Tens of thousands of people blocked a large stretch of a multi-lane highway near government buildings on Tuesday as the occupation of Hong Kong by pro-democracy demonstrators entered its third night on the eve of China's National Day anniversary when the crowds are expected to swell even further.
Once again, the umbrellas were out in force, but as shelter from heavy rain brought by passing thunderstorms rather than to ward off the tear-gas and pepper spray deployed by police at the weekend.
In Admiralty, where the government headquarters is based, signs warned that the occupation had become overcrowded, asking protesters to stay in Central or head to other occupation sites in the shopping districts of Causeway Bay on Hong Kong Island or Nathan Road in Kowloon, across the harbor.
Protesters once more lit up the night with their cell phones, and gave rousing choruses of popular Cantonese pop anthems, while others repeated chants calling for the resignation of embattled chief executive C.Y. Leung.
"Forgive me, but I have a lifelong craving for freedom," the protesters sang. "And yet I still fear I could one day fall."
Near the Sogo department store in Causeway Bay, around 10,000 people set up makeshift camps of plastic bags, raincoats and the ubiquitous umbrella, which has led to the movement's being dubbed the "Umbrella Revolution."
Hong Kong Police Public Relations Branch Chief Superintendent Steve Hui declined to give details of any police plan for clearing the occupiers from the city's streets, however.
"Police will only be deployed in accordance with the actual situation," Hui told reporters. "We will make assessments...and then take appropriate measures."
Hui said rumors that police were planning to fire rubber bullets had come as the result of a misunderstanding with the use of a banner that read "Disperse, or we fire."
The organizers of Occupy Central have urged people to keep up their protests, amid calls for full universal suffrage, including the public nomination of election candidates, and for Leung's resignation.
And the influential Hong Kong Federation of Students has vowed to escalate protests further if no response is received by the end of Tuesday.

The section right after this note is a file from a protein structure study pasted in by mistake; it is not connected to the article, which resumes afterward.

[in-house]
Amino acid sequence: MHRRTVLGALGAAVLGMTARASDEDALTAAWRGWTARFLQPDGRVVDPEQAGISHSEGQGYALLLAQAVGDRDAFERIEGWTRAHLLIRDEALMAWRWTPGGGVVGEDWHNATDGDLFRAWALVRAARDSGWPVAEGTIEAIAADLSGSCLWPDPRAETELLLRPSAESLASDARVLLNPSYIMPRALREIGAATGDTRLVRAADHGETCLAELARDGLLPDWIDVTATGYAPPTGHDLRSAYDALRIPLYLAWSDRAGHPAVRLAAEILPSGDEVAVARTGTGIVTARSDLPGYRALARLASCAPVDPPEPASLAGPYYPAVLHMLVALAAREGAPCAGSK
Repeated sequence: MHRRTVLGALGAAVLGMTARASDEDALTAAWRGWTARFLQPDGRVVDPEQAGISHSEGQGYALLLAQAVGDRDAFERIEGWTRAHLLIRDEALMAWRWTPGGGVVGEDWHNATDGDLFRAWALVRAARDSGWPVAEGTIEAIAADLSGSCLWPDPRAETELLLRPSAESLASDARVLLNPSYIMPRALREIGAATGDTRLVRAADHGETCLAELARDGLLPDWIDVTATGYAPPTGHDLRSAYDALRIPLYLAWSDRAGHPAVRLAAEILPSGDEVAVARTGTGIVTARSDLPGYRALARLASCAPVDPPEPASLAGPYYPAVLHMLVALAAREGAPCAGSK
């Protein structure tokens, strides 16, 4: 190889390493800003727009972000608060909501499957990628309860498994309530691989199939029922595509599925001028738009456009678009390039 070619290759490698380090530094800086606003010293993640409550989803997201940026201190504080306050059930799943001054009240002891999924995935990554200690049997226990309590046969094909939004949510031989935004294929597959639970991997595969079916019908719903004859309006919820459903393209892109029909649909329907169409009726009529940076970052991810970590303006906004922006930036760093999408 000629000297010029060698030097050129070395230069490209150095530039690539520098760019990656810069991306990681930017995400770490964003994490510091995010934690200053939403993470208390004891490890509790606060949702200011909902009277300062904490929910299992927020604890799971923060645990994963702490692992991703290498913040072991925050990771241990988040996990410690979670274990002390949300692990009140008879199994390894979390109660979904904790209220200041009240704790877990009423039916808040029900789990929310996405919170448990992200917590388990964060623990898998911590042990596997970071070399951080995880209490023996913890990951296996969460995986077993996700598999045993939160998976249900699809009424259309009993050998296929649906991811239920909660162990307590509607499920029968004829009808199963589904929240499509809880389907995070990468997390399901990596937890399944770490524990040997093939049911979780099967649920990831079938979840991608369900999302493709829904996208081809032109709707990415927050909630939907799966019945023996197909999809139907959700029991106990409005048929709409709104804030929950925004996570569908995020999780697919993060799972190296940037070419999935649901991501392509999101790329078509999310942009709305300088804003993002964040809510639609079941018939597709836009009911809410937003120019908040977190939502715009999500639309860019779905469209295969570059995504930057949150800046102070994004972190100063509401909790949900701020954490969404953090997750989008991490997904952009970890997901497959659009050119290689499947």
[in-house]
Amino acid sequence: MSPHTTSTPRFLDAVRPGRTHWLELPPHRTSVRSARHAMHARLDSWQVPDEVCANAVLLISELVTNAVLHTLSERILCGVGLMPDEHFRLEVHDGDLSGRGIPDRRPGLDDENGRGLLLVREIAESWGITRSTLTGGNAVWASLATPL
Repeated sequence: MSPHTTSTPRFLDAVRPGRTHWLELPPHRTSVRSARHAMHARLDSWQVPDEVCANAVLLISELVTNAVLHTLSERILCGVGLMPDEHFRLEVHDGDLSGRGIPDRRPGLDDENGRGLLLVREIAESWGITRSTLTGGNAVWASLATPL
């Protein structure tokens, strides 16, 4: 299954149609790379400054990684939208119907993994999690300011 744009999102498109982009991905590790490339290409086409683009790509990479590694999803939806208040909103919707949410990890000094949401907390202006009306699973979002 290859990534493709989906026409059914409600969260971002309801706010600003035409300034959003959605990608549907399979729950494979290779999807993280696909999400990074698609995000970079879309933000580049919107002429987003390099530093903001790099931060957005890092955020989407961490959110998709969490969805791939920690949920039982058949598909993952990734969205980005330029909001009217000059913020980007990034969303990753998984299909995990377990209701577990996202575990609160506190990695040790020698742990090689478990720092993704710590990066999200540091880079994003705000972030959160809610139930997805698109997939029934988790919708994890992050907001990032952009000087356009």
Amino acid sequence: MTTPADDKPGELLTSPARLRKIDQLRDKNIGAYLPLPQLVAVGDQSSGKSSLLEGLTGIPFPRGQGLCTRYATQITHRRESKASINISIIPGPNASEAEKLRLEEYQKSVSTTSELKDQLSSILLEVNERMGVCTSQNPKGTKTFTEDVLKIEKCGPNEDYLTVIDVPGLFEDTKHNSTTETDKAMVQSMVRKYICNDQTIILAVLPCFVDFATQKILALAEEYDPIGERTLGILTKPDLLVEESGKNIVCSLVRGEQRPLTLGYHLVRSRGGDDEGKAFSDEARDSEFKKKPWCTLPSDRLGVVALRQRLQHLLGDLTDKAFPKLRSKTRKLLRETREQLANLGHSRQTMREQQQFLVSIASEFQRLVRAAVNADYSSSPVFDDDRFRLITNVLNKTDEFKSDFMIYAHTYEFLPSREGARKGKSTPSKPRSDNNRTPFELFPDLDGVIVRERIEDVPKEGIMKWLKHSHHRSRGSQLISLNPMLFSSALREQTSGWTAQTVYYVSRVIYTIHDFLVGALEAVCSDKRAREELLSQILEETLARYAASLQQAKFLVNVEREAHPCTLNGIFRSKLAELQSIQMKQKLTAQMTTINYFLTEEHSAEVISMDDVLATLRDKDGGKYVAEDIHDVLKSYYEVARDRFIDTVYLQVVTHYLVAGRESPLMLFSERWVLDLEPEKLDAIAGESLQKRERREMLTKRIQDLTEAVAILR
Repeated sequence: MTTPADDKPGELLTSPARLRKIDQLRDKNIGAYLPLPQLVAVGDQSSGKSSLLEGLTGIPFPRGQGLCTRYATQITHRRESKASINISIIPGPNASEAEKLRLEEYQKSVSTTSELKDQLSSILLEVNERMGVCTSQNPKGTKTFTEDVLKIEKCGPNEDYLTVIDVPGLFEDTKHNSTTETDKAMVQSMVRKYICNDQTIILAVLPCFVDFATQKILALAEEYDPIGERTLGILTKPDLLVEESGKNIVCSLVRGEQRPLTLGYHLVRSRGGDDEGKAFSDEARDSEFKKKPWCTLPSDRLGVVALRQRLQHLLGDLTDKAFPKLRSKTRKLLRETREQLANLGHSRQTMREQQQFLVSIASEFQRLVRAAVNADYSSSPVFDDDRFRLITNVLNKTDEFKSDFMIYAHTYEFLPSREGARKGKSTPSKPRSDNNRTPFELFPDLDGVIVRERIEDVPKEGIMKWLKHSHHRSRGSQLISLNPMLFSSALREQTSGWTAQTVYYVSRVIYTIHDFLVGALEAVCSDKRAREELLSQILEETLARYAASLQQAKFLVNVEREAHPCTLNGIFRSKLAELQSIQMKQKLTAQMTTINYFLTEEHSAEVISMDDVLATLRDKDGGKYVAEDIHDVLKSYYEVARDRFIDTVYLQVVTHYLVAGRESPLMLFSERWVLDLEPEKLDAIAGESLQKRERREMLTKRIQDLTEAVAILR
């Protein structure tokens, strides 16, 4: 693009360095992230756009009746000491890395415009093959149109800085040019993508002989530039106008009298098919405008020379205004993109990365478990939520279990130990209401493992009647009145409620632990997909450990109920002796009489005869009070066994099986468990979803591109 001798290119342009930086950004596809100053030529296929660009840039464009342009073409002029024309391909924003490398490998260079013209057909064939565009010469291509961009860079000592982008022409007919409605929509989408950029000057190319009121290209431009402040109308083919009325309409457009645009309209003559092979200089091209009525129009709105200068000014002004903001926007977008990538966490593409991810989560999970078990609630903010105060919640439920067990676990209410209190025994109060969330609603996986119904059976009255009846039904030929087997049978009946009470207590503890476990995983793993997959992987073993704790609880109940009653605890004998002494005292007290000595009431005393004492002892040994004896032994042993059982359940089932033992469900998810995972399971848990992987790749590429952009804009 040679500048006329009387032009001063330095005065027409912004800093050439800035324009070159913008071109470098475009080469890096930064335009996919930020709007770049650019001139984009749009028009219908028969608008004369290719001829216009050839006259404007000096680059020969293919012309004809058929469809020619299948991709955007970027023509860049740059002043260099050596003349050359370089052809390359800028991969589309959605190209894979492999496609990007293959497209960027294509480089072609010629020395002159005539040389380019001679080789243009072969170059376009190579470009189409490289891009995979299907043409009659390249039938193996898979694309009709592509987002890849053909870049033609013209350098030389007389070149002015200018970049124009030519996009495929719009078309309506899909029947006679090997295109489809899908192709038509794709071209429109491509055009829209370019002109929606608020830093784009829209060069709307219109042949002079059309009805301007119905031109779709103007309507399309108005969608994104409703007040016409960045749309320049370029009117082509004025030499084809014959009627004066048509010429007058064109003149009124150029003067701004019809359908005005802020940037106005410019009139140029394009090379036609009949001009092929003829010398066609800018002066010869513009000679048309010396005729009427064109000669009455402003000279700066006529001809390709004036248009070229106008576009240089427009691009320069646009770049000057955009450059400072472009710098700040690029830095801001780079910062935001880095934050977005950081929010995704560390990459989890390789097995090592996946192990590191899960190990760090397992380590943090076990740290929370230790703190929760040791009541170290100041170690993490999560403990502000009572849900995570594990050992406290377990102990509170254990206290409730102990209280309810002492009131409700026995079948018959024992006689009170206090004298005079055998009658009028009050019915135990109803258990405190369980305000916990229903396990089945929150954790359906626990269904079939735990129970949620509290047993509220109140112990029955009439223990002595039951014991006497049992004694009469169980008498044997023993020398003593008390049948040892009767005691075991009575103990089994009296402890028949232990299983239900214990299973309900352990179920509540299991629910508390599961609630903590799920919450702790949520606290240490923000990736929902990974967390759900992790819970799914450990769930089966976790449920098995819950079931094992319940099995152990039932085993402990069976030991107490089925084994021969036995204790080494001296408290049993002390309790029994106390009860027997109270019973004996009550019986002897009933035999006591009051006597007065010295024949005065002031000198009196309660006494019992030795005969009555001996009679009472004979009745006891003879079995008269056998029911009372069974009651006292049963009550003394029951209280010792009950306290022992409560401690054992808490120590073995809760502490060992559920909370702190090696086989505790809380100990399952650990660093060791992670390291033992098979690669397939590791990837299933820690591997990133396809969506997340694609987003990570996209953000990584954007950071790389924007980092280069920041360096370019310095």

Oscar Lai, spokesman for the academic activist group Scholarism, said its members are planning a silent protest at an official flag-raising ceremony to mark the anniversary of the founding of the People's Republic of China by Mao Zedong in 1949 on Wednesday.
Scholarism plans to attend the ceremony wearing mourning white and yellow ribbons, which have become a symbol of the mass pro-democracy movement.
"We won't shout any slogans, and we won't shove forwards," Lai said, adding that the group had staged a similar protest at last year's ceremony. "Based on last year's experience, we will probably just be carried away for no reason."
Refusal to step down
Leung on Tuesday declined to step down, telling reporters that any personnel changes would result in no political reforms at all.
"Any personnel change before the implementation of universal suffrage is achieved would only allow Hong Kong to continue to pick its leader under the Election Committee model," he said.
Leung has been repeatedly taunted by protesters for receiving just 689 votes in 2013 out of a possible 1,200 votes from a largely pro-Beijing Election Committee.
Under current proposals, his successor will be elected in 2017 by all of Hong Kong's five million eligible voters. But Beijing ruled out the possibility of public nomination of candidates on Aug. 31, meaning that pan-democratic candidates are highly unlikely to be selected.
Leung said Beijing's decision was final, and said he was prepared for the Occupy campaign to last "quite a long time."
Meanwhile, U.S. Senators Patrick Leahy and Roger Wicker said they were "distressed" by the use of tear gas and pepper spray against demonstrators on Sunday, calling on the Hong Kong authorities to show restraint and engage in "good-faith" negotiations to resolve the situation.
"Hong Kong’s position as Asia’s ‘world city’ is rooted in fundamental rights, including freedoms of peaceful assembly, expression, and the press," Leahy, the top Democrat on the Senate Judiciary Committee, and Wicker, the Senate Republican deputy whip, said in a statement.
"As democratically elected members of the United States Senate we stand united with the people of Hong Kong and support their aspirations for universal suffrage and full democracy.”
In its first direct mention of the Occupy movement since it began on Sunday, China's state-run broadcaster hit out at the pro-democracy protests.in its first direct mention of the Occupy movement since it began on Sunday.
The protests had caused "at least HK$40 billion (more than U.S. $5 billion) in economic losses," the report said, citing impacts on the stock markets, property, retail, catering and tourism sectors.
"The aim of Occupy Central is to paralyse transportation, harm the rule of law and disrupt business, with a view to forcing the central and SAR governments to give in," it said.
It said local residents were losing patience with the disruption to their daily lives. However, an online poll on the website of the English-language South China Morning Post newspaper showed that some 70 percent of respondents didn't foresee that the tide of public opinion would turn against protesters, should they continue with the occupation for several days.
Reported by Wen Yuqing, Lam Yuet-tung, and Grace Kei Lai-see for RFA's Cantonese Service, and by Xin Lin for the Mandarin Service. Translated and written in English by Luisetta Mudie.